Spaced from mounting ear 66 and extending from the wall surface of the rim portion 36 is a locking rib 76. The locking rib includes an inclined wall 78 facing the mounting ear 66 and a straight wall 80 on the side thereof opposite inclined wall 78. The locking rib cooperates with resilient lever arm 62 to secure the shield to the trimmer housing.
An elliptical aperature-82 defined in the protective shield 40 near the center thereof, permits the removal from, and attachment to rotatable hub member 28 of the length of plastic cutting line 30 without requiring the removal of the protective shield itself.
To attach the protective shield 40 to the lower end of the trimmer housing, tabs 56, 58 of assembly 54 are placed on the edge 74 of rim portion 36 with tabs 56, 58 located on opposite sides of ear 72. Shoulder 60 is located beneath ear 72 as shown in FIG. 3. Once positioned in this fashion, the shield is rotated in the direction of arrow 82 about mounting ear 72, bringing tabs 56, 58 and shoulder 60 of assembly 52 into a relationship with ear 70 similar to that described heretofore with respect to assembly 54 and ear 72. As the shield is rotated, edge 84 (FIG. 3) of the free end of locking lever arm 62 slides along inclined wall 78 of locking rib 76 so that the lever arm is urged awary from rib-76 until edge 84 reaches edge 86 of rib-76 formed by the joinder of walls 78, 80 of the rib. At this time, the resilient locking lever arm 62 snaps back toward rim portion 36 so that notch 64 receives edge 86 therein, locking the shield in place on the trimmer housing.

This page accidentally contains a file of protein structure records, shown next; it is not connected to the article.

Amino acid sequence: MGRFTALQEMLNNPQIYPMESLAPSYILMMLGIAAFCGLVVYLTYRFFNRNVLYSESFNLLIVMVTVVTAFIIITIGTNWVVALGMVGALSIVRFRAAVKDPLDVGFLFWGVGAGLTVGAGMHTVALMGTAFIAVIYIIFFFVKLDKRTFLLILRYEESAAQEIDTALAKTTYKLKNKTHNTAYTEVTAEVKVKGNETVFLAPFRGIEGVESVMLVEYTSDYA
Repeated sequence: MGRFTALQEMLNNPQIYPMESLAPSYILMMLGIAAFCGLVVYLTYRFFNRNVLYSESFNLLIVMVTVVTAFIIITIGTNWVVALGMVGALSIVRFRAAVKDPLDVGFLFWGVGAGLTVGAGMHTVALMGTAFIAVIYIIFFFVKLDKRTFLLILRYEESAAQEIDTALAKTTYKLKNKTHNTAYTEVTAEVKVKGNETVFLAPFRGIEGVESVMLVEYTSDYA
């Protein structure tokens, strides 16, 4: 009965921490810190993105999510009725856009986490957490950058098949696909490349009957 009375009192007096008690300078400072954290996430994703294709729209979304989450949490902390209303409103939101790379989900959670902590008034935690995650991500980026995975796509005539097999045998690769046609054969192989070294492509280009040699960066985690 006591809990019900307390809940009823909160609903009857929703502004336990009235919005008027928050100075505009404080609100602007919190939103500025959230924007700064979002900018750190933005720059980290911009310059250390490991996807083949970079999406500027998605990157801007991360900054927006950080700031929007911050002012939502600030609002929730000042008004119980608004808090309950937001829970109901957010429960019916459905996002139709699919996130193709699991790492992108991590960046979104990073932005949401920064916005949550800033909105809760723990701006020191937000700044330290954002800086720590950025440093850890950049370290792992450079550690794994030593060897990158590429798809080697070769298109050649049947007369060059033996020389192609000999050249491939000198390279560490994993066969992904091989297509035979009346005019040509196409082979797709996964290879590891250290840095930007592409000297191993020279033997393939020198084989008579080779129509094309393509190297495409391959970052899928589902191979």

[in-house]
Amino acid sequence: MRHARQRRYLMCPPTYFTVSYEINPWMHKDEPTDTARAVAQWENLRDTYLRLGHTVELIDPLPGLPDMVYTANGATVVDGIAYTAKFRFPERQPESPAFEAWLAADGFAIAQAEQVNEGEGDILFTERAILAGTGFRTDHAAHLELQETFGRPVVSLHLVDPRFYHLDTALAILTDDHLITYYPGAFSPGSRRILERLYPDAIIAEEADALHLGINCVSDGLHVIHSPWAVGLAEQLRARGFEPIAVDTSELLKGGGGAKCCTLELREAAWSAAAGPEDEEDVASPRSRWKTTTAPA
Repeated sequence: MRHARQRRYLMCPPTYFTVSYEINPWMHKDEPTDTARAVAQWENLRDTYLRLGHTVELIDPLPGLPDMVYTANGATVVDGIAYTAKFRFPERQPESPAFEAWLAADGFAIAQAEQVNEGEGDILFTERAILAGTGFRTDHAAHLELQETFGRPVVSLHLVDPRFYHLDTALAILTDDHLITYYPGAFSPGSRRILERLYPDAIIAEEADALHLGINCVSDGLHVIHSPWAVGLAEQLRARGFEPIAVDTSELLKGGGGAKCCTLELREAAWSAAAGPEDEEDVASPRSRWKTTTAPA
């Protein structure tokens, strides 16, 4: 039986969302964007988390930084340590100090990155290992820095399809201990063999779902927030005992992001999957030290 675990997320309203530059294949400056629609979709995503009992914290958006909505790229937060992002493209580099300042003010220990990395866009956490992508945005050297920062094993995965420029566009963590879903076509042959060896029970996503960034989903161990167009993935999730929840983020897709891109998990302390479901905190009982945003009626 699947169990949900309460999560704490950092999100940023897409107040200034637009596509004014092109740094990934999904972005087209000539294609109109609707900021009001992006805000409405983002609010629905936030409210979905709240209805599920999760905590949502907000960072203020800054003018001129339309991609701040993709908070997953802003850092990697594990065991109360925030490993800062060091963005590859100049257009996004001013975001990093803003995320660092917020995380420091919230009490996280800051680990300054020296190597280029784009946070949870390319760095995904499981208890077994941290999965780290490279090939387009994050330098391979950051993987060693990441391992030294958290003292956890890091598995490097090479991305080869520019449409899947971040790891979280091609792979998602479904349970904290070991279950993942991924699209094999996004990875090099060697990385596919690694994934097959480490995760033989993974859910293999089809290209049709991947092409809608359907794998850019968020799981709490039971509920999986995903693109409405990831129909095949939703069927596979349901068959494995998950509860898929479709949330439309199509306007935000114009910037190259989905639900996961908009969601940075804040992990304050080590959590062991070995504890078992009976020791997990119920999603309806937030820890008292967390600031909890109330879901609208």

As explained heretofore, once the shield is in place on the trimmer housing, an operator is prevented from driving the rotating hub member 28 into the ground during use of the trimmer, thereby avoiding excessive wear and tear on the battery-powered motor driving the hub member and cutting line.
The shield is easily removable from the trimmer housing. An operator merely presses the locking lever arm-62 toward the shield to remove edge 86 of rib-76 from notch-64. Thereafter, the shield is rotated in the direction opposite arrow 82 to be released. In this manner, easy cleaning of grass, etc. from around the rotating hub member can be accomplished. Changing cutting lines can be accomplished without removal of the shield if desired, through the elliptical opening 82 provided at the center of shield 40.
While a particular embodiment of the invention has been shown and described, it should be understood that the invention is not limited therto since many modifications may be made. It is therefore contemplated to cover by the present application any and all such modifications as fall within the true spirit and scope of the appendage claims.
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|U.S. Classification||30/276, 56/12.7|
|Jun 1, 1981||AS||Assignment|
Owner name: BENCHMARK TOOL COMPANY, A CORP. OF OH
Free format text: ASSIGNMENT OF ASSIGNORS INTEREST.;ASSIGNOR:MCGRAW-EDISON COMPANY A CORP. OF DE;REEL/FRAME:003857/0716
Effective date: 19800930
Owner name: BENCHMARK TOOL COMPANY, A CORP. OF OH, OHIO
Free format text: ASSIGNMENT OF ASSIGNORS INTEREST;ASSIGNOR:MCGRAW-EDISON COMPANY A CORP. OF DE;REEL/FRAME:003857/0716
Effective date: 19800930